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Marathon council lays out options for neighborhood boat ramp, which some residents say attracts too many visitors

The Harbor Drive boat ramp is in a residential neighborhood.
The Harbor Drive boat ramp is in a residential neighborhood.

Concerns about illegal parking and overuse of the boat ramp on Harbor Drive behind Florida Keys Marathon International Airport may spur the Marathon City Council to increase parking fines and create a no-parking zone near the ramp.

"Not only do we have to deal with the parking issue, which is clearly a mess, but pursue ways of going about restricting the overuse of the ramp," Tom Wright, a nearby resident of the ramp, said at Tuesday's council meeting. "It really does clog up the neighborhood. With the rise in tourism that we're facing, it really is an imposition on the quality of life for the people who live in the neighborhood."

Although some solutions were proposed, no action was taken. Councilman Dan Zieg suggested having a workshop in the next month or so. From there, suggestions can be worked into a proposed ordinance to be reviewed by the Planning Commission and City Council.

"I think more public input is going to be needed for this," Zieg said. "We have to be proactive about this."

Some suggestions offered up Tuesday include making areas of Harbor Drive and Aviation Boulevard near the ramp tow-away zones, adding signs, increasing parking fines from $20 to $100 and requiring a permit to park near the ramp.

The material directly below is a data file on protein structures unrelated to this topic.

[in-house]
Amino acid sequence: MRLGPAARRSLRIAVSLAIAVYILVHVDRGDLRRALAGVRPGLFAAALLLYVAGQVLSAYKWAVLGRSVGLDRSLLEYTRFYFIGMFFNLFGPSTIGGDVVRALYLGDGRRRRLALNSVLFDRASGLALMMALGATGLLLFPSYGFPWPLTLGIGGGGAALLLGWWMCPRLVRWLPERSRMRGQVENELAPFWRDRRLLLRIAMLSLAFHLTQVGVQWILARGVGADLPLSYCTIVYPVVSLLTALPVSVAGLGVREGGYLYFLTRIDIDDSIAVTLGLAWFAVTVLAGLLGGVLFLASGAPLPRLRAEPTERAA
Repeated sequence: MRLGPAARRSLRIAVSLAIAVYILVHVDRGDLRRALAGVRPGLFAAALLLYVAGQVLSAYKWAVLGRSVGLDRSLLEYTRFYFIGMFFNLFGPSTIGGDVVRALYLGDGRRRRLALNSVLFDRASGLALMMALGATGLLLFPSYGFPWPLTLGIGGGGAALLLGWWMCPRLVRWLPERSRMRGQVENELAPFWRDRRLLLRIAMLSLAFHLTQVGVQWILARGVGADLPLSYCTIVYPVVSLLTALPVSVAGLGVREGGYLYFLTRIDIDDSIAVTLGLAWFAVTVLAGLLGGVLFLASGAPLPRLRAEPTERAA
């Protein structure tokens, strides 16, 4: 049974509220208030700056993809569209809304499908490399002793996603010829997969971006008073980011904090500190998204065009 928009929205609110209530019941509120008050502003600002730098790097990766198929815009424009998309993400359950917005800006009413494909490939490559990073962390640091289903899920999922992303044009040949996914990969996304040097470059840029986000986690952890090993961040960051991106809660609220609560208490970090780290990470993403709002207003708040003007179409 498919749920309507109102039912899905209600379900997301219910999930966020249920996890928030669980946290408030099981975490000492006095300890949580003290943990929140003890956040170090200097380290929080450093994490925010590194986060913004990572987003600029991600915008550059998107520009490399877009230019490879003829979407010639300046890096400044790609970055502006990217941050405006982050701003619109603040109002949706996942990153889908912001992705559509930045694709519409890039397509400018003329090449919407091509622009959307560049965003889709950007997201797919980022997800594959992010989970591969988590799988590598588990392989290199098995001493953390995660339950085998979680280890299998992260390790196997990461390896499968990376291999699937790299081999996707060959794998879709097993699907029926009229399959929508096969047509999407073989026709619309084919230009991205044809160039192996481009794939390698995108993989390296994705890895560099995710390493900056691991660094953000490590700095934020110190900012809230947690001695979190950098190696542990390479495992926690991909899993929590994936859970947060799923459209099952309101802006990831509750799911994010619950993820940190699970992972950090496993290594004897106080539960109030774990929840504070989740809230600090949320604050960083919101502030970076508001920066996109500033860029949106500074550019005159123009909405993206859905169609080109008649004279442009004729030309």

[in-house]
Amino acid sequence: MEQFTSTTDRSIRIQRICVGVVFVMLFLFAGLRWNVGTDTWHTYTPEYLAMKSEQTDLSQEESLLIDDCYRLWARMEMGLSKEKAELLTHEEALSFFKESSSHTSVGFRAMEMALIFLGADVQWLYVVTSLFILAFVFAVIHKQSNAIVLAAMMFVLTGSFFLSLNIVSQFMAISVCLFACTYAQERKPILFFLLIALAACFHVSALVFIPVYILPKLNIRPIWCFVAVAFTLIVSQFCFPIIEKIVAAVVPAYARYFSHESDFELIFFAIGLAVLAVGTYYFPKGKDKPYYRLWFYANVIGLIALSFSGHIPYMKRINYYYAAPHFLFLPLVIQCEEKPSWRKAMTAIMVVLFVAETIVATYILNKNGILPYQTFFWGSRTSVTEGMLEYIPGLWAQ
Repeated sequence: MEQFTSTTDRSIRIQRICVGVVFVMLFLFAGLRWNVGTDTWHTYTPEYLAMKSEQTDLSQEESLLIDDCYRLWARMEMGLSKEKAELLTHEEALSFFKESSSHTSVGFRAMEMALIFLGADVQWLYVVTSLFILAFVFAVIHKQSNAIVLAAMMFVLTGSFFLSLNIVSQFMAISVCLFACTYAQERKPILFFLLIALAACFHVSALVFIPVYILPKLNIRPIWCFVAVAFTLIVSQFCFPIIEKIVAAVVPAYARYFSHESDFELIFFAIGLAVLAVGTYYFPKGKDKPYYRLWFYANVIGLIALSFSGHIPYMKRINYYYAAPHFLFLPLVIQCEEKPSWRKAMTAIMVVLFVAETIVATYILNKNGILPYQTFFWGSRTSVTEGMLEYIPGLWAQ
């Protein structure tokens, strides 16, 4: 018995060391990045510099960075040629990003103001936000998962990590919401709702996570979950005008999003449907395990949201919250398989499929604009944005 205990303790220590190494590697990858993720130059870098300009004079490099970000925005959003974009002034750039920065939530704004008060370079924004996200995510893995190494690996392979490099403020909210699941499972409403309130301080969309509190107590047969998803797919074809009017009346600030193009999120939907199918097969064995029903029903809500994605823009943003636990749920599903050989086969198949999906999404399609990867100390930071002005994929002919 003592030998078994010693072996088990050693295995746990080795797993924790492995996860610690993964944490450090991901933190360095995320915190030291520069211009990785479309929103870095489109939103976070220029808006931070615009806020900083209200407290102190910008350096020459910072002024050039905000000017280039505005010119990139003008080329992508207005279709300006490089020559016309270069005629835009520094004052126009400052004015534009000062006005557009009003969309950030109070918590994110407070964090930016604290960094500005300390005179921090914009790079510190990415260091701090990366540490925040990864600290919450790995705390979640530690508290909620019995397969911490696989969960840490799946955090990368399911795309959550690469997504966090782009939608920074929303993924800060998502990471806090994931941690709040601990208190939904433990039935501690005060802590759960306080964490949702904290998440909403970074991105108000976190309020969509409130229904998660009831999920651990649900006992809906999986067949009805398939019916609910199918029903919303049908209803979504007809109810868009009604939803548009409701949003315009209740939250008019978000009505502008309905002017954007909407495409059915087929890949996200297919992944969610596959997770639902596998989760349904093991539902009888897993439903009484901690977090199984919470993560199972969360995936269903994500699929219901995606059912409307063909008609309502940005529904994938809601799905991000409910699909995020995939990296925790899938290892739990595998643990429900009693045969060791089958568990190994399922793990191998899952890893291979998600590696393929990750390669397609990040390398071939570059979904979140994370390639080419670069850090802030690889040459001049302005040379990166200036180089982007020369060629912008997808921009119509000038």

Zieg leans more toward permitting instead of increasing fines.

"There's no sense in changing it to $100. Most people don't the tickets anyway," he said. "We could restrict it to permit parking, allowing locals and out-of-towners to get a permit from City Hall."

Monroe County Sheriff Rick Ramsay said signs stating parking violators near the ramp could be ticketed and towed should alleviate problems. He said similar solutions were taken at boat ramps on Key Haven and Shark Key in the Lower Keys, drastically reducing calls to those areas.

"If the city puts the signs up, we'll enforce it," Ramsay said.

But when it comes to permitting, the sheriff sees potential issues.

"If they are launching a boat, are you going to tell them to stop?" Ramsay asked the council. "Is there going to be a fine? Are you going to violate them?"

Ramsay said while his department will be able to enforce parking, he does not have the manpower to issue code violations. That would be left up to the city’s Code Compliance Department to figure out, he added.

"The truth is, when it comes to the boat ramp, there are not a whole lot of options," Mayor Mark Senmartin said. "We want to explore all of them though. The key is going to be enforcement. If the sheriff needs to stay on top of it, then that's what we'll do."

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